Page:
The scene is set for elections in Kosovo this weekend. The people will go to the polls with no indication as to whether the province is destined for independance. December 10th is the key date when negotiations between Serbia and Kosovo on its future must come to fruition.
But for now the talks remain deadlocked. Kosovo’s Serbs are threatening to boycott the legislative and municipal elections like last time. 20 seats in the Parliament are reserved for Serb parties out of the 120 available. It is likely that former guerilla leader Hashim Thaci will win this parliamentary election. His Democratic Party has promised to proclaim unilateral independence on December 10th if the ongoing negotiations come to nothing. “I am entirely committed to building on independence, to attract investors, for the western world to come here and improve our economy and our lives. Kosovo’s representation in international bodies will come step by step,” said Thaci.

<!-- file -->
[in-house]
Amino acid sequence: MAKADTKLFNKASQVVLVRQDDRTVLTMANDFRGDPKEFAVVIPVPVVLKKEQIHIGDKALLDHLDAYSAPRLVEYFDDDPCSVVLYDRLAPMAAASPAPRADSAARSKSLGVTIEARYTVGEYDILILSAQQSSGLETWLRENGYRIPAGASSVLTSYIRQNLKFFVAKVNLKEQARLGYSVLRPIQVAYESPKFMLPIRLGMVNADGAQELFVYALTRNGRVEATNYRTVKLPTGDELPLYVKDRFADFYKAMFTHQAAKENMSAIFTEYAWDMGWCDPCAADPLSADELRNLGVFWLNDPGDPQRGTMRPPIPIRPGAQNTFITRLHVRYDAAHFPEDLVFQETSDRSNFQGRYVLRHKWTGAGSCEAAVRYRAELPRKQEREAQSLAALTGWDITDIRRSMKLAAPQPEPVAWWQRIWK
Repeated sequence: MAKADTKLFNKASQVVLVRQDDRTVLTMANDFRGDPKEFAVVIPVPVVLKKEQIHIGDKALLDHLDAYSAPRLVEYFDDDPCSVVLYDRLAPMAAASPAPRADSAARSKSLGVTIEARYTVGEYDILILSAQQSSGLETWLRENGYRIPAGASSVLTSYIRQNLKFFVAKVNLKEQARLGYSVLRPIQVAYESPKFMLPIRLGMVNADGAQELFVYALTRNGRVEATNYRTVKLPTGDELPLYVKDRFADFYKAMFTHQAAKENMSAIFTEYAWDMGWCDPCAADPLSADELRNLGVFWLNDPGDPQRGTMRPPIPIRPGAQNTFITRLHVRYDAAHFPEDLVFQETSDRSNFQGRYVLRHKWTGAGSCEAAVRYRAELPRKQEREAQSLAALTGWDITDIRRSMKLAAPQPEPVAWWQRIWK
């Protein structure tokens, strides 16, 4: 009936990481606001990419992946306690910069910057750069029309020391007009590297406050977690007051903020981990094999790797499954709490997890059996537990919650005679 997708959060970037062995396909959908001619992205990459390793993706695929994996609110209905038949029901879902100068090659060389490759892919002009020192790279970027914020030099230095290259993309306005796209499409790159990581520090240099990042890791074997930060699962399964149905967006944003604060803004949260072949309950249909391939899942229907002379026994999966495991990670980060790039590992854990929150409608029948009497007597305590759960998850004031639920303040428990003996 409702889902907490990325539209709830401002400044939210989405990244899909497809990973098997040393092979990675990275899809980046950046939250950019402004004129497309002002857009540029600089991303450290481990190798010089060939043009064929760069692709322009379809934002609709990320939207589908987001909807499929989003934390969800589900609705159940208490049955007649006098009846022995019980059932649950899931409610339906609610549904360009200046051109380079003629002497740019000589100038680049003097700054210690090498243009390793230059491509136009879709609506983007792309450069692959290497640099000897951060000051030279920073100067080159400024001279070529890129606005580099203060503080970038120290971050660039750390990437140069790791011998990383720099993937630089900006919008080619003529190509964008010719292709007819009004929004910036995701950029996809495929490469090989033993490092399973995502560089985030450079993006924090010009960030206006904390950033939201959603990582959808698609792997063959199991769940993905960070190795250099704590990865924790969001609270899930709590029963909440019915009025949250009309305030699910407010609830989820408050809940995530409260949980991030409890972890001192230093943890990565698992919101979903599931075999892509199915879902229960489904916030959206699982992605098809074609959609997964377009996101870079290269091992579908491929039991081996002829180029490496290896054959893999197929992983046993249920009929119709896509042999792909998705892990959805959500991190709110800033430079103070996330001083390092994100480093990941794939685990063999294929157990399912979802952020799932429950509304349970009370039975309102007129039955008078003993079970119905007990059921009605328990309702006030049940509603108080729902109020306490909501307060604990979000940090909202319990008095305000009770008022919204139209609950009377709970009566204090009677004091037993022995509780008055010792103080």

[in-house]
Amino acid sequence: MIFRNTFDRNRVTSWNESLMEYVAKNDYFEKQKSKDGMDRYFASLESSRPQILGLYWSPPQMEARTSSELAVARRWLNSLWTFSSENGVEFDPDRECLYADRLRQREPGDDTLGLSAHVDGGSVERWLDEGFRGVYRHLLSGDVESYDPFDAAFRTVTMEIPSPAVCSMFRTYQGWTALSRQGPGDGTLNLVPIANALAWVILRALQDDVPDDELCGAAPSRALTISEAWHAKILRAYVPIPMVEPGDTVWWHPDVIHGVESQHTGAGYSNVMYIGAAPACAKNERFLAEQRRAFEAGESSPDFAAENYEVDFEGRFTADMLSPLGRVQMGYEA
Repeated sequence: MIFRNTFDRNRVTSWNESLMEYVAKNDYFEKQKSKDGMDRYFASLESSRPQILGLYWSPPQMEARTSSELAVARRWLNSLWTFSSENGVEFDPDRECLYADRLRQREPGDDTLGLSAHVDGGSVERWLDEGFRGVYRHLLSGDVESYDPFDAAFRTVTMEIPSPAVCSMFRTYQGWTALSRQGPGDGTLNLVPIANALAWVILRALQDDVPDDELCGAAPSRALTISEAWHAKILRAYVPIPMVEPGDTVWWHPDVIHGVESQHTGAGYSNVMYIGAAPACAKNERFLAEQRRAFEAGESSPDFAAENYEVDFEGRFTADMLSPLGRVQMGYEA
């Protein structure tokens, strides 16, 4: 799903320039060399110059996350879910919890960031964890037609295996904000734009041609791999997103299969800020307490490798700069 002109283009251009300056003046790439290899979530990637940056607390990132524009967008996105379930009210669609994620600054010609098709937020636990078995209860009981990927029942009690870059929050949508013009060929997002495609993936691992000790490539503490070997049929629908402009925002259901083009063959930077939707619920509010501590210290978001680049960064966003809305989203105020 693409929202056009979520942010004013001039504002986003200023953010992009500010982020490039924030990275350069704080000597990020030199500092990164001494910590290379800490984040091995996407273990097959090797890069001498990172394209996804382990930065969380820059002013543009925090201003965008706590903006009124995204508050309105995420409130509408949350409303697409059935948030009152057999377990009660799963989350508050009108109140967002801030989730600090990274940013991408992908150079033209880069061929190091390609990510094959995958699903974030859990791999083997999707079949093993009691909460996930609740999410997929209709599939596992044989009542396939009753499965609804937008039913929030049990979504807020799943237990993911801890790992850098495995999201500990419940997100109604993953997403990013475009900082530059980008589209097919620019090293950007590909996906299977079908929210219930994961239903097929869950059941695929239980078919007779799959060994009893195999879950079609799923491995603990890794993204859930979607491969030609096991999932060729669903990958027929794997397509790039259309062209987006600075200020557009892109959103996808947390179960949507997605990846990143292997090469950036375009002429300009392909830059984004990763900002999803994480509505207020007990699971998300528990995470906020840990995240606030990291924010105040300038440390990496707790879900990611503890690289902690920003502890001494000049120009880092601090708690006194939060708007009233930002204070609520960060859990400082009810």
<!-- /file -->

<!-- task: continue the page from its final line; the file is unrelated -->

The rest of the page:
Thaci missed out on becoming prime minister in 2004 but is now running against an incumbent party in mourning, struggling to get over the death of former President Ibrahim Rugova. The Democratic League of Kosovo hasn’t found a political heavyweight to replace Rugova and is expected to suffer at the polls as a result.
Into this two-horse race has stepped the Alliance for a New Kosovo, headed by business magnate Behgjet Pacolli, who spends more time in Geneva than Pristina. He made his fortune in construction and has promised to run the province like a large business. “I didn’t enter into politics for an armchair. If I wanted an easy ride I could have found that anywhere in the world,” insisted Pacolli
Whatever the outcome of the election it is unlikely to assuage the fears of the residents of Mitrovica, the ethnically and physically divided town which stands as a symbol of the huge divide between Kosovo’s Serbs and Albanians. It’s already seen serious violence between the two. People fear what December 10th could bring.
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